In 1892 McMorris sold this property to the Dorsey S. Baker Estate (Dorsey died in 1888) for $2000. Dr. Dorsey S. Baker had been the “undoubted financial genius and development pioneer of Walla Walla” who founded Baker Boyer Bank. The area was platted as Palouse Addition on December 20, 1899. Dorsey Baker’s will stated that his considerable property was not to be passed to his 8 children before 1900. On January 16, 1900 property in the estate of Mr. Baker was transferred to the Baker Loan and Investment company. On December 18, 1900 J. A. Bailey signed an Agreement for Deed on Lot 5, Block 1 (extending from Palouse Street to Spokane Street on both sides of alley) with Joseph H. Miller. On April 30, 1902 the Baker Loan and Investment Co. gave a Warranty Deed to John A. Bailey and Edwin G. Cox for $900. On May 20, 1902 John A. and Christena M. Bailey and Edwin G. and Lillie M. Cox gave a Warranty Deed to J. H. Miller. J. H. and Emma Miller were divorced on December 6, 1902. Thereafter an undivided half of this property transferred from Frank J. and Nellie E. (Miller) Barr to I. W. Sims on February 6, 1909. Maurice Miller and Mary F. Jones transferred their interest in this property to I. W. Sims on March 27, 1912. Isaacs Sims owned a grocery store on West Main Street and lived at 515 Catherine Street, across the street from A. K. Dice. Mr. Sims sold an undivided half interest in all of Lot 5, Block 1 to A. K. Dice for $100 on August 27, 1917. Then Sims sold the rest of his interest in the part of Lot 5 which is west of the alley to A. K. and Flora Dice on February 23, 1922 for $6000. A. K. Dice died on June 21, 1937 and his widow Flora Dice sold this property on February 11, 1943 to C. S. Horstman and Frank Hohenadel (both single men) for $10,000. Frank Hohenadel signed a Quit Claim Deed to Clarence S. Horstman on August 16, 1944. Mr. Horstman died on November 19, 1973. On December 13, 1974 Byron Jobe and Leon Bannister inherited this property from Mr. Horstman’s estate. On October 31, 1986 Byron Jobe transferred his half interest in this property to Leon B. and Lois Bannister for $15,000. On December 18, 1992 Leon and Lois Bannister sold this property to Bruce A. and Sandra K. Naimy for “$10.” At the same time Naimy signed a deed of trust with Bannister for $50,000. The Naimy family had operated furniture stores in Walla Walla in various locations since before 1912. On September 4, 2002 Bruce and Sandra Naimy arranged a 1031 tax deferred exchange on this property with Gary D. Johnson and Brenda Thomas for $180,000. Gary Johnson owns the Mill Creek Brewpub at Palouse and Boyer. In May of 2006 Tim and Lynn Wert from Bend, OR were in the process of purchasing this building.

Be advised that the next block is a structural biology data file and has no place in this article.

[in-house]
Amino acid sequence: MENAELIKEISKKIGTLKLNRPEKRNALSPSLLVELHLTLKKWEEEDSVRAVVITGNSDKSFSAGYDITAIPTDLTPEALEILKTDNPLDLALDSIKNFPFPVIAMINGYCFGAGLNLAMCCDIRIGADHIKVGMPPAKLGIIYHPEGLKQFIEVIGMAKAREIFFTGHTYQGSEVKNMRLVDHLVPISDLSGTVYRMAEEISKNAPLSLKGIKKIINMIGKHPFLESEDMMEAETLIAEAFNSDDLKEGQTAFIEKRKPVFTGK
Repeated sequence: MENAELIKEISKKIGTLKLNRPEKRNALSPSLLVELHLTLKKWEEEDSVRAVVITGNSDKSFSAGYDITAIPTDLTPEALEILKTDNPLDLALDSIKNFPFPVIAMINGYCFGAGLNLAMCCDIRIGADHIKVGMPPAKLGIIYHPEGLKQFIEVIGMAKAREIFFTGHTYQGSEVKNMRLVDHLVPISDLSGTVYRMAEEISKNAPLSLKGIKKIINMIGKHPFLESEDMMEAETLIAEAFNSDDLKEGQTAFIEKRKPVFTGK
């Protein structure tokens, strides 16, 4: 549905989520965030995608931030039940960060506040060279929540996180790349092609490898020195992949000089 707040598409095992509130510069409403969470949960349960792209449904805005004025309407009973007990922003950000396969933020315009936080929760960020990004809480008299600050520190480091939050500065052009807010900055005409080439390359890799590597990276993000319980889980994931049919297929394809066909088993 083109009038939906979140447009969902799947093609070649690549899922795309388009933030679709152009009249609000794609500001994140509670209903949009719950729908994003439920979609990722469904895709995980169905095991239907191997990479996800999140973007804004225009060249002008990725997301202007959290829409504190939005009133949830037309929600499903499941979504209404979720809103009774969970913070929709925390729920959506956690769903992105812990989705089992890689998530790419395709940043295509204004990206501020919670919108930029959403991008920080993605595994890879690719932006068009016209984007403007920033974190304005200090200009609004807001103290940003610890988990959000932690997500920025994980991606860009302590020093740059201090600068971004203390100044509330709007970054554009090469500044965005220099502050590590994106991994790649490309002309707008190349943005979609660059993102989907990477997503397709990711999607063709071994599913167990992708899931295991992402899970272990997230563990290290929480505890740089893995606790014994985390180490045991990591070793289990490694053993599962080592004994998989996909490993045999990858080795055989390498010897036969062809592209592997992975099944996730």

Reverse city street directories did not exist until 1931. This block was first identified as a neighborhood of machine and automobile service businesses starting in 1921. The 1894 fire map indicated nothing but an “old shed” in this area. To the west of this property, across the yet-to-be constructed Spokane Street, was the city store house (“old H& L Truck and Eng. stored” ) and city pound and hay storage (apparently for horses). The 1905 fire map shows Spokane Street but no bridge across Mill Creek here. The west end of lot 5 had a hay and feed warehouse on it in 1905. A bridge soon followed street construction in 1905 and the YMCA was constructed across the street in 1907 so this area started to develop at that time. There was considerable crossover between owners and businesses located at 29 and 35 S. Spokane. The first city directory entry for #35 was in 1921-1922 for Johnson Auto Electric (the name still on the building until very recently), M. F. Clark, mgr. In 1923-1924 the business was listed as Storage Battery and Electric Co., Eugene Johnson, President. It continued to operate under this name with Merton Clark as the manager through 1934. Meanwhile, Clarence S. Horstman sold batteries at 47 S. Spokane in 1925-1926. Eugene A. Johnson was listed as an electrician at 29 S. Spokane in 1926-1927. C. S. Horstman sold Exide batteries at #29 in 1929-1930. Johnson Electric Co. auto repairs was at #29 in 1931-1933. By 1935 Mr. Horstman and Mr. Hohenadel ran Johnson Electric Co. at #35. Mr. Horstman lived at 397 South First. Mr. Hohenadel lived at 508 East Main. By 1946 Mr. Hohenadel was no longer named at the business and Mr. Horstman still lived at 397 South First with his wife Grace. They moved in 1952 to 722 Crestview. Clarence Horstman continued his auto repair business at #35 until his death in 1973, whereupon his heirs Byron Jobe and Leon Bannister operated the business jointly until 1986 when Leon Bannister became sole owner. Bannister operated the business, still called Johnson Auto Electric Co., through 1992, a total of 71 years in business under this name. Then it became Naimy Warehouse. Three generations of the Naimy family owned and operated a furniture store on the northeast corner of Spokane and Main Streets from at least 1946 (no city directories in 1942-1945) until 2000.